There’s probably an element of chicken and egg about this whole problem in that players will be wary of turning into trouble for fear of there being no options to pass to while other players will be reluctant to make runs if they see the main outlet frequently eschewing them for the safer option, but the coach needs to instil in his players that the current “risk averse” policy in how they pass the ball actually carries more risk than the alternatives.

Robinson could no doubt point out that the return of Morales makes all this discussion moot, but betting the farm on a player with such a chequered injury history would be folly indeed and a Plan B isn’t really a Plan B if it falls apart the moment one player is absent from the first eleven.

Strangely enough it’s quite fascinating watching both the team and the coach attempting to figure this one out (there are moments when you can almost see the gears grinding through a player’s brain as he makes a decision) and it could be that time and a relatively consistent first eleven is all that is needed for the pieces to finally slot into place.

But it might not be a bad idea if somebody from the coaching staff was regularly ensconced in the locker room working on at least Plans C and D.

Whitecaps battle for a point against Kansas

The Whitecaps 1-1 tie with Sporting Kansas City at BC Place on Wednesday evening can go down as one of those games in which Vancouver probably should have won but were also quite happy to leave the field with a point.

In a way the game hinged on the red card for Kendall Waston in the fifty first minute but there were turning points galore before that too.

The Whitecaps started brightly and earned a deserved lead when Christian Bolaños volleyed home a Cristian Techera corner in the fourteenth minute and the stage was set for the home team to build on Saturday’s 3-0 victory and produce another statement performance.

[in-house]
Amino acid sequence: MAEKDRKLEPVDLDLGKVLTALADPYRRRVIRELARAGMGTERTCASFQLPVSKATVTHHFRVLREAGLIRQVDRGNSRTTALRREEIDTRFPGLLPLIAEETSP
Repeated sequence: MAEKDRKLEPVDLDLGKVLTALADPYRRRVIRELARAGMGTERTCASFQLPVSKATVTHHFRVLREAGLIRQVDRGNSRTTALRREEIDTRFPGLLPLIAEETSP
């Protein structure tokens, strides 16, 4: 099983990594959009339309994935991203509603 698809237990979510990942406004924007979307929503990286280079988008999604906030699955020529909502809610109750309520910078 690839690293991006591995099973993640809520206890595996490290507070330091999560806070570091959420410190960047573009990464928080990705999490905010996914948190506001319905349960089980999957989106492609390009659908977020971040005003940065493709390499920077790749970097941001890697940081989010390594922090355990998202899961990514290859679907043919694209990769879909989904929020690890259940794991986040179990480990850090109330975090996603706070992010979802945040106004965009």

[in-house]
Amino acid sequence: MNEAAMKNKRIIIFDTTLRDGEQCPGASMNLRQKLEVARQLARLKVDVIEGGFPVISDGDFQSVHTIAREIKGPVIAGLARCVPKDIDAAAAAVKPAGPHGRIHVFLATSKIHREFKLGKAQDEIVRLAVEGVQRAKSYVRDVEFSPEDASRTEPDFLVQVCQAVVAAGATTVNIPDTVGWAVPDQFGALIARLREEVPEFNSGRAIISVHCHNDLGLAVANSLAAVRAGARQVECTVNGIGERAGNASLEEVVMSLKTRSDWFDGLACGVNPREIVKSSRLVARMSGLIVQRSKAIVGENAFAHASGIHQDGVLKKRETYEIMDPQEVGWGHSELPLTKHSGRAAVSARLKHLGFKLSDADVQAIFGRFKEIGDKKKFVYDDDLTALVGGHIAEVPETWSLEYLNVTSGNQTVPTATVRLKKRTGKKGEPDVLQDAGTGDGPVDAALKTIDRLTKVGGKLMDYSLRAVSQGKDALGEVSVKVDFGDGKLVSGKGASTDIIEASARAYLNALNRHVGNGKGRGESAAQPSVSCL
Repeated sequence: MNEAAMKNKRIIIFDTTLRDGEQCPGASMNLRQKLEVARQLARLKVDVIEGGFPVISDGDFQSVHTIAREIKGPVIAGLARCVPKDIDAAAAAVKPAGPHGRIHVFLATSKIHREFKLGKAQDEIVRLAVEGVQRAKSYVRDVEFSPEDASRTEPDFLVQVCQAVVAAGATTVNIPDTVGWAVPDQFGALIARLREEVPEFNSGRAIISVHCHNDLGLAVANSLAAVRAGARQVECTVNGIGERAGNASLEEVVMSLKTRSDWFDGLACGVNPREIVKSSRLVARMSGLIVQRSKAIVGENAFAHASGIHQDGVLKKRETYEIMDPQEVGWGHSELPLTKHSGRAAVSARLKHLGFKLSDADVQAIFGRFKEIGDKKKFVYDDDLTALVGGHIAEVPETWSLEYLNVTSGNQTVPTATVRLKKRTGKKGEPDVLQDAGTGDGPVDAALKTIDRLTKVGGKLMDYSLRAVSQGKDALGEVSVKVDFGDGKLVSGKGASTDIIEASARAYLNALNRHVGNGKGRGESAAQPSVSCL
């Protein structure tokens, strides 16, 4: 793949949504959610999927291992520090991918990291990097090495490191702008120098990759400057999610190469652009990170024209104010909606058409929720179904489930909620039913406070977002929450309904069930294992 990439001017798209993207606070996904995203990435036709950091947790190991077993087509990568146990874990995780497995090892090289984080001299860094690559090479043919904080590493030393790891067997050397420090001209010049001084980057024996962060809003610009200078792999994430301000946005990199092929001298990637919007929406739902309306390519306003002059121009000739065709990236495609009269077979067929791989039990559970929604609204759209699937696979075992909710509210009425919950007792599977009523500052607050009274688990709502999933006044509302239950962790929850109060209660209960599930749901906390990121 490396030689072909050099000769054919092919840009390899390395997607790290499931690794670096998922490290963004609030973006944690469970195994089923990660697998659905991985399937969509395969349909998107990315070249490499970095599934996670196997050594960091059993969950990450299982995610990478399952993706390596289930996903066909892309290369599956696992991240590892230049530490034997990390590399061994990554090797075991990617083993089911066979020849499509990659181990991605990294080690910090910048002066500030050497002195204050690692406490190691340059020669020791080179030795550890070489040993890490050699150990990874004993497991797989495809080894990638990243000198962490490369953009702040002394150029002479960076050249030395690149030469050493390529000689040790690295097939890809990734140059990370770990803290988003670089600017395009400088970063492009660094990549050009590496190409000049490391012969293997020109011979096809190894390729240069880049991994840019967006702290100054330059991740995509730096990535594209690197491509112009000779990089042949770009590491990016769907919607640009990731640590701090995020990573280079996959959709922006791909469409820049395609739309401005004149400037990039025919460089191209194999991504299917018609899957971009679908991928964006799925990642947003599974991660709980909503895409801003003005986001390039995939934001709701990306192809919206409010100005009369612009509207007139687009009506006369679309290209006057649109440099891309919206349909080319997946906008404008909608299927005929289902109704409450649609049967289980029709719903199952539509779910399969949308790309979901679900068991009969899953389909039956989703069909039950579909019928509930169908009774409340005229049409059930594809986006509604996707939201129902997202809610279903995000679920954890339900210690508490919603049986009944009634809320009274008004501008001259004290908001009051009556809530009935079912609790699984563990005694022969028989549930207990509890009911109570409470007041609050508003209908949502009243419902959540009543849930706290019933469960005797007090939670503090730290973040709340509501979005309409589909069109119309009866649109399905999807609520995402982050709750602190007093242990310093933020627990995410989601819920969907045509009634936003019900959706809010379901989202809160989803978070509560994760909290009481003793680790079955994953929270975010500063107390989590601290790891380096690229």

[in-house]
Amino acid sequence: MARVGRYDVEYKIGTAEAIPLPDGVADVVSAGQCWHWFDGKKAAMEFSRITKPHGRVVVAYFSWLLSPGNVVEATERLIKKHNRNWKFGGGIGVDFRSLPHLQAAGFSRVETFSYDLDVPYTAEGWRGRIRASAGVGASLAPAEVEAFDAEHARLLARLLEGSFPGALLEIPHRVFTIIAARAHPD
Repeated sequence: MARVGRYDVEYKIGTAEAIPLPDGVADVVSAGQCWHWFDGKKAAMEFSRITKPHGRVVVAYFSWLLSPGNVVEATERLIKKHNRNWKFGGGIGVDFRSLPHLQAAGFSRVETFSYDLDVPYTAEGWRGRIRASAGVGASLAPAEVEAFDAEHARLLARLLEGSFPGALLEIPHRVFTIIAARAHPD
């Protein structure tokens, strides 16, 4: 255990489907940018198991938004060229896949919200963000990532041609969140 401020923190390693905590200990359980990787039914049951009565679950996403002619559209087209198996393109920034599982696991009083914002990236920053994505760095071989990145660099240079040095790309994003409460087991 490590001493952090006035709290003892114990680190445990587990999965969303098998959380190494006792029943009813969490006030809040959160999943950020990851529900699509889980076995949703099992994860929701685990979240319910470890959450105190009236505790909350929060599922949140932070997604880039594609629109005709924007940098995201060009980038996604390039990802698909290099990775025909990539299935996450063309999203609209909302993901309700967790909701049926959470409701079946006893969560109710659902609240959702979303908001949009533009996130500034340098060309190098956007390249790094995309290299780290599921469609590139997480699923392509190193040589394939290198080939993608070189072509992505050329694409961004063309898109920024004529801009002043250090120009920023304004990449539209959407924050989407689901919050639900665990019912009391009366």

Instead they reacted to taking the lead by playing as though the game was as good as won and the subsequent lethargy allowed the visitors to get back into the contest. No surprise then when Diego Rubio levelled in the twenty seventh minute.

By the start of the second half it was clear Kansas had worked out that the Whitecaps wanted to play the ball short from the back four but didn’t really have the players to pull that off and began pressing in earnest and after surviving one or two unnerving moments, the Whitecaps luck finally ran out when they turned their own free kick on the halfway line into a desperate chase to clear the ball for both Waston and David Ousted.

Waston got the man and not the ball and therefore a second yellow card.

Fortunately the dismissal seemed to affect Kansas as much as it did Vancouver and from that moment on the game dissolved into a series of spats and penalty appeals as referee Armando Villareal struggled to have any control at all.

In retrospect the most interesting aspect of the evening is to consider how the first eleven changes made by Carl Robinson stacked up.

Pedro Morales showed glimpses of his class but is still better suited to a deeper role than the traditional number ten position and pushing Morales forward meant that Russell Teibert played alongside Matias Laba in the centre of midfield.

Teibert will always be a willing worker but he offered almost nothing going forward and no home team can afford to be a midfielder shy when it comes to the attacking areas of the pitch.